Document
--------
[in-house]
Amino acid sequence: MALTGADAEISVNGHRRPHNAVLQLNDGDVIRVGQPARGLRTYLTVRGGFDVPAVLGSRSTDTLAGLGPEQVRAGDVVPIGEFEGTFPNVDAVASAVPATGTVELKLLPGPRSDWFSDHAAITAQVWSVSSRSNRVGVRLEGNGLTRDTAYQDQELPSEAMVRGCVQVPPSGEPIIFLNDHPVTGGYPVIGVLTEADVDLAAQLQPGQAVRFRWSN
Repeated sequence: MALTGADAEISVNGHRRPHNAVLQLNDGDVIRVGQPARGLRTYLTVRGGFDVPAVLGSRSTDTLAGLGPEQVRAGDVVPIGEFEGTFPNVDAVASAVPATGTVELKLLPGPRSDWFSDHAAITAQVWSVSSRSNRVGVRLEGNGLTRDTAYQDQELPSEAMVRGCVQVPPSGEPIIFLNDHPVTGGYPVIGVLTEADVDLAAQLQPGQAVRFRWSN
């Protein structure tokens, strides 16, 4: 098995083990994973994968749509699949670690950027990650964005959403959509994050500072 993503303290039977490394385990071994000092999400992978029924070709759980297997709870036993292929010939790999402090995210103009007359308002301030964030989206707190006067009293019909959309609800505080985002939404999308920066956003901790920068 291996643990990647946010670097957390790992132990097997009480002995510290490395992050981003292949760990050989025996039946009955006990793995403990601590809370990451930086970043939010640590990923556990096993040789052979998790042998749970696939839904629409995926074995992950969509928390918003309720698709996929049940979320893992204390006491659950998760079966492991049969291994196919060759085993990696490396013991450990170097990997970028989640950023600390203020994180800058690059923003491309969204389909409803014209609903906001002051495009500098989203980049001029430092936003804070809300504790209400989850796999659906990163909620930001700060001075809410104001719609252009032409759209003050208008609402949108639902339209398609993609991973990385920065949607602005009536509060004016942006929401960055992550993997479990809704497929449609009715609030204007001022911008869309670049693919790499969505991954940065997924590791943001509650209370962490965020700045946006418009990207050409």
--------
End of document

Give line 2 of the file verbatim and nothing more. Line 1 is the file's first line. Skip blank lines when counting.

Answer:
Amino acid sequence: MALTGADAEISVNGHRRPHNAVLQLNDGDVIRVGQPARGLRTYLTVRGGFDVPAVLGSRSTDTLAGLGPEQVRAGDVVPIGEFEGTFPNVDAVASAVPATGTVELKLLPGPRSDWFSDHAAITAQVWSVSSRSNRVGVRLEGNGLTRDTAYQDQELPSEAMVRGCVQVPPSGEPIIFLNDHPVTGGYPVIGVLTEADVDLAAQLQPGQAVRFRWSN